CLINICIAN WELLBEING DURING THE COVID-19 PANDEMIC
A guide for addiction treatment clinicians and programs working to treat patients with substance use disorders safely and effectively during the COVID-19 pandemic1.
For additional recommendations for the Ongoing Management of the Continuum of Addiction Care during COVID-19, please click here.
Purpose of the document
Like many clinicians, those that treat addiction have been under tremendous stress during the COVID-19 pandemic. They are often serving a patient population at increased risk for contracting the coronavirus and for severe COVID-19 illness, including patients with justice-system involvement and those who are unhoused. Furthermore, the COVID-19 pandemic is superimposed on an ongoing epidemic of drug overdose deaths. Clinicians are trying to balance the risks of two potentially deadly diseases, often forced to make complex medical decisions with potential life and death consequences without sufficient information.
While critically important, the rapid adaptations needed to ensure continued access to treatment have also added to the stress. The transition to telehealth has made a tremendous impact on access to care, but it has not been simple or easy to adapt practices to this model. In addition, residential and inpatient programs (ASAM Levels 3 and 4), have struggled to continue to provide care while managing risks for COVID-19 transmission. Many programs put a hold on accepting new patients and others closed. As a result, many clinicians are working longer hours, worried about their patients, their staff and/or living with uncertainty around what comes next.
In addition, clinicians experience the same stresses and anxieties that are affecting much of society. They are worried about their own risks for severe illness or potentially bringing the virus home to their families and others in their lives. Many are coping with childcare, home schooling issues, elderly parents in nursing homes, or the effects of social isolation. The social unrest happening across the country has exposed the stress already felt by some on a regular basis. Clinicians operating with reduced internal and external supports are at risk for burnout, which can have significant detrimental effects on the individual clinician’s wellbeing and their ability to provide effective patient care. It is essential that clinicians, treatment facilities, programs and healthcare systems take steps to protect clinician wellbeing during this public health crisis and beyond.
Clinician Wellbeing During the Covid-19 Pandemic
1This resource was developed by a Task Force appointed by ASAM’s Executive Council. To enable more rapid development and dissemination it was not developed through ASAM’s normal process for clinical guidance development that is overseen by the ASAM Quality Improvement Council.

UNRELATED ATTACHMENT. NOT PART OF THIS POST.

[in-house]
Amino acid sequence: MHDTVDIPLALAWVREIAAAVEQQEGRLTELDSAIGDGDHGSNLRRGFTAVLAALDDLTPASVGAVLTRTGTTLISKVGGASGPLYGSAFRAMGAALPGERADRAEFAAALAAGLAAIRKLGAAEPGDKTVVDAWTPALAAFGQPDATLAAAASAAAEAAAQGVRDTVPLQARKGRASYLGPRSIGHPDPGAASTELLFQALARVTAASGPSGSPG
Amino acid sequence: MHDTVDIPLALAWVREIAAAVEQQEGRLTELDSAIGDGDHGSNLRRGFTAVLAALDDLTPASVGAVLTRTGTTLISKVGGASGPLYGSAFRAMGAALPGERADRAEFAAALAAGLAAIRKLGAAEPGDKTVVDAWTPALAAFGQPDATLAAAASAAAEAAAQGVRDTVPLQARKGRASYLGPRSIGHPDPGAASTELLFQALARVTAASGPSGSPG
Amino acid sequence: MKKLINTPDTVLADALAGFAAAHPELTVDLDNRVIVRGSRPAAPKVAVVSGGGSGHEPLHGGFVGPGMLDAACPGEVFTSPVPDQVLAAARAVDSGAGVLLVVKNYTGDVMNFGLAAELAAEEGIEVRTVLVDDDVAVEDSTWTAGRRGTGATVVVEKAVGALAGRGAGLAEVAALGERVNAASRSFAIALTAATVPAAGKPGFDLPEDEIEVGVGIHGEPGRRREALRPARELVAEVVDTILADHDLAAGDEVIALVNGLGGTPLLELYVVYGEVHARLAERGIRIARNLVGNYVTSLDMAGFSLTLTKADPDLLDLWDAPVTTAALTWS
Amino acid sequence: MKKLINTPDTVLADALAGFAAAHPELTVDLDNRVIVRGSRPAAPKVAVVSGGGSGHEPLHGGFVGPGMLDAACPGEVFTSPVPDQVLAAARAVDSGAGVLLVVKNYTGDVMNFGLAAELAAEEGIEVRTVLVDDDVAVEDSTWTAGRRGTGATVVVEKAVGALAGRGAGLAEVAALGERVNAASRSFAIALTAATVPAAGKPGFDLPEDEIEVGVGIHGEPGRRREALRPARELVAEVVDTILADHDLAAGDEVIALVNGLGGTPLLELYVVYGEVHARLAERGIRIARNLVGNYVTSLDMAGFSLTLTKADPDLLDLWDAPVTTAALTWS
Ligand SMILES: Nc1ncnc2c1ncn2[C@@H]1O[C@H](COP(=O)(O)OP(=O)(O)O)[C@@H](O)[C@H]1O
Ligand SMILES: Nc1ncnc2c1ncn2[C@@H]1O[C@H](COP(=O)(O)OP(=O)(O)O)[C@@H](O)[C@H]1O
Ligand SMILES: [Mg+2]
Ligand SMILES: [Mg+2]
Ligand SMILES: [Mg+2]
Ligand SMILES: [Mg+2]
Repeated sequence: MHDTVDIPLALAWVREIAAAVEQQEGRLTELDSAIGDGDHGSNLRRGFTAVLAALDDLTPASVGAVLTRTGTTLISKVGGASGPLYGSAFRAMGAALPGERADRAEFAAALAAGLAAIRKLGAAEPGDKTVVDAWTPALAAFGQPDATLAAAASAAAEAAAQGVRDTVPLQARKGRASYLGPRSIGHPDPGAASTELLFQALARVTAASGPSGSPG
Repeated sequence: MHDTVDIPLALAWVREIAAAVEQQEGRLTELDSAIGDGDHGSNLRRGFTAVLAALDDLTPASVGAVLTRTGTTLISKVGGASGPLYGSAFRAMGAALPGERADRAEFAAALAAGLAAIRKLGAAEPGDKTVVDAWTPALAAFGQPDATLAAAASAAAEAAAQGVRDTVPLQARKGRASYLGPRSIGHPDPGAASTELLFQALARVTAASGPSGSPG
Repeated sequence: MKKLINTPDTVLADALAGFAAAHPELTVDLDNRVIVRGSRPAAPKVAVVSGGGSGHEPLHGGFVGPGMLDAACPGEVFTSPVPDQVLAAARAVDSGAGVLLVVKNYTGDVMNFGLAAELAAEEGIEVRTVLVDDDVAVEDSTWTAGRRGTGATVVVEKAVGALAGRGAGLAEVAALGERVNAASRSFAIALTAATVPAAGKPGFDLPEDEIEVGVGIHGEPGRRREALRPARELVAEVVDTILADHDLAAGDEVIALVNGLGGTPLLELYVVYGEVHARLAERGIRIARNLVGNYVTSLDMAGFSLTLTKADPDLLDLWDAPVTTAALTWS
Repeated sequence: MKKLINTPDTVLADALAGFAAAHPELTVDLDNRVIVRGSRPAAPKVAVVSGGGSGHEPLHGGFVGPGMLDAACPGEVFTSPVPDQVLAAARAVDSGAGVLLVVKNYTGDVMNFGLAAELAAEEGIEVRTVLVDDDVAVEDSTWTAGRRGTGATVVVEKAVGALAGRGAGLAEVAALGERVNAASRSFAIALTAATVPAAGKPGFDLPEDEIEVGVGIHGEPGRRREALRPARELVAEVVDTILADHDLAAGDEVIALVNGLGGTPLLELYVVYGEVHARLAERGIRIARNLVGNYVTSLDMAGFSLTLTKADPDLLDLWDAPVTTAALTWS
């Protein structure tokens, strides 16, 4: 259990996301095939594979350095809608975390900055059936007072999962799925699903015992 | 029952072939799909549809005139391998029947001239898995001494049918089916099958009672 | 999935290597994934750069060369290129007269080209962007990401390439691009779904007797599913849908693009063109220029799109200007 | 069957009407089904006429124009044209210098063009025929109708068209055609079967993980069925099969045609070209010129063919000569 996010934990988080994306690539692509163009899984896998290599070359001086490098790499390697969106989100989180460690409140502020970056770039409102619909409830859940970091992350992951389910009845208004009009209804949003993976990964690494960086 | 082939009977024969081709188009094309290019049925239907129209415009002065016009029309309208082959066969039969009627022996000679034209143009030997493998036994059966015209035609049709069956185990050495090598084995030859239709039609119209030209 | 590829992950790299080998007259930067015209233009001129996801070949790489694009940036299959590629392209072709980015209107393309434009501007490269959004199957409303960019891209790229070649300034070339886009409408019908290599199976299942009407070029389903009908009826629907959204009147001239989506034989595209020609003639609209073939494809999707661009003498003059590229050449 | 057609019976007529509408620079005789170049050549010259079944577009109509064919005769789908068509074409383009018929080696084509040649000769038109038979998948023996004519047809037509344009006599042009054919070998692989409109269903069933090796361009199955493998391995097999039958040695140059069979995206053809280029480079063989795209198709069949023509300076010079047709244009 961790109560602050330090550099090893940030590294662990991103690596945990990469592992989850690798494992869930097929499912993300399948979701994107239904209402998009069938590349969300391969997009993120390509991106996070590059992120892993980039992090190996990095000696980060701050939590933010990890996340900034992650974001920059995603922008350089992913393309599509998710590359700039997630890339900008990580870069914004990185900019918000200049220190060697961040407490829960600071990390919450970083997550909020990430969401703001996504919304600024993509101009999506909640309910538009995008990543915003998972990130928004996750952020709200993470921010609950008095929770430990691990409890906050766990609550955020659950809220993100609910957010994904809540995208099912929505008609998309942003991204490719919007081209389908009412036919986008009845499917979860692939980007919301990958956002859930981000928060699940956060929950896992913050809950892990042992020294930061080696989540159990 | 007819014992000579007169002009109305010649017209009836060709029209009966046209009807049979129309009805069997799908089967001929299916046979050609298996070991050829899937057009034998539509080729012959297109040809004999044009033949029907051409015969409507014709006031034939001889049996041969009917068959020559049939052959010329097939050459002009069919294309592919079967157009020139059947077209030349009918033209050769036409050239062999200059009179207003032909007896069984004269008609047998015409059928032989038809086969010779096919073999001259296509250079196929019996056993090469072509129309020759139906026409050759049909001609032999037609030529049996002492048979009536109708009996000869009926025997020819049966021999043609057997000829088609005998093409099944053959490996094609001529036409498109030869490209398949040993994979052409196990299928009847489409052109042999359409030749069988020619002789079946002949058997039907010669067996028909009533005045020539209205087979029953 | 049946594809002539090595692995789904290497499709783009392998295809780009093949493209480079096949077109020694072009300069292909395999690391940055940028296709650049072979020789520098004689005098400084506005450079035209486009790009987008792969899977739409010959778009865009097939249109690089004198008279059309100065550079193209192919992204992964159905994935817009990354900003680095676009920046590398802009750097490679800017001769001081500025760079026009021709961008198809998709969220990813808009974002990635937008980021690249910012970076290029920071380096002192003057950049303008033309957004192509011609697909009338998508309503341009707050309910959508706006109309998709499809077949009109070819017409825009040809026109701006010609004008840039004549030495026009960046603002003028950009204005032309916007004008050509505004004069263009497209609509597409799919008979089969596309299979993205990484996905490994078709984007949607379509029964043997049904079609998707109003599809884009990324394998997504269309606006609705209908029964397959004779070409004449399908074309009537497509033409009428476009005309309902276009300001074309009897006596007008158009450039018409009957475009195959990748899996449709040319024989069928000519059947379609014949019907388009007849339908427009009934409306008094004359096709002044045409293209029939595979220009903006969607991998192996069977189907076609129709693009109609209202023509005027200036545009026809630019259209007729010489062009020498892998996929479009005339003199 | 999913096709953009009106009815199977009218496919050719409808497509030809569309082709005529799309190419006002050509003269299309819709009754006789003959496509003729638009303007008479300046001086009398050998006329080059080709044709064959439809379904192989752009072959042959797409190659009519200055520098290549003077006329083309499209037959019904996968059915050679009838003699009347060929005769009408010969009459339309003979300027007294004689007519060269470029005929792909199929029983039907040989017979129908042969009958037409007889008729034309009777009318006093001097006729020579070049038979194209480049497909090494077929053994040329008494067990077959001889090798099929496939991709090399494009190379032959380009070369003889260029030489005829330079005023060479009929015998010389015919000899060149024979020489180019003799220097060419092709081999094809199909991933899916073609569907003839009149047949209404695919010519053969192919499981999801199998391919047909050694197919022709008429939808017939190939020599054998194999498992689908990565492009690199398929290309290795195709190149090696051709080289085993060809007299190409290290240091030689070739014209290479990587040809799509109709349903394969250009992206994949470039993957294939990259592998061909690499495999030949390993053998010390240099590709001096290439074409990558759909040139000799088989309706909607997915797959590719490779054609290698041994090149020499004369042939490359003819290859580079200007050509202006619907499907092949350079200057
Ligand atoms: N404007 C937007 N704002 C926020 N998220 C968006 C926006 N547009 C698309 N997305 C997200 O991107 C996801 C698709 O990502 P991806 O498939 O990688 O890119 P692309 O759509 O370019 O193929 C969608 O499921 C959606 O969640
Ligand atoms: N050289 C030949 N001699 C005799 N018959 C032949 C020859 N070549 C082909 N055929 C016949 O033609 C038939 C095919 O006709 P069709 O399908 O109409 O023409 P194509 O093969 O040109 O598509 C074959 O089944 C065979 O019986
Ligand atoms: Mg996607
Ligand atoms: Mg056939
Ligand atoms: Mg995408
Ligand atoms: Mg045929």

This Clinical Guidance (“Guidance”) is provided for informational and educational purposes only. It is intended to provide practical clinical guidance to ad- diction medicine physicians and others caring for individuals with substance use disorders during the COVID-19 pandemic as it unfolds. Adherence to any recommendations included in this Guidance will not ensure successful treatment in every situation. Furthermore, the recommendations contained in this Guidance should not be interpreted as setting a standard of care or be deemed inclusive of all proper methods of care nor exclusive of other methods of care reasonably directed to obtaining the same results.
The ultimate judgment regarding the propriety of any specific therapy must be made by the physician and the patient in light of all the circumstances pre- sented by the individual patient, and the known variability and biological behavior of the medical condition.
This Guidance and its conclusions and recommendations reflect the best available information at the time the Guidance was prepared. The results of future studies may require revisions to the recommendations in this Guidance to reflect new data. ASAM does not warrant the accuracy or completeness of the Guidance and assumes no responsibility for any injury or damage to persons or property arising out of or related to any use of this Guidance or for any errors or omissions.
If you are a patient or family member or friend in need of immediate assistance:
- Disaster Distress Helpline
Call 1-800-985-5990 or text TalkWithUs to 66746
- National Suicide Prevention Lifeline
Call 800-273-8255 or Chat with Lifeline
About COVID-19 Taskforce Members
If you have questions related to the guidance in this document or suggestions for additional topics, please email COVID@asam.org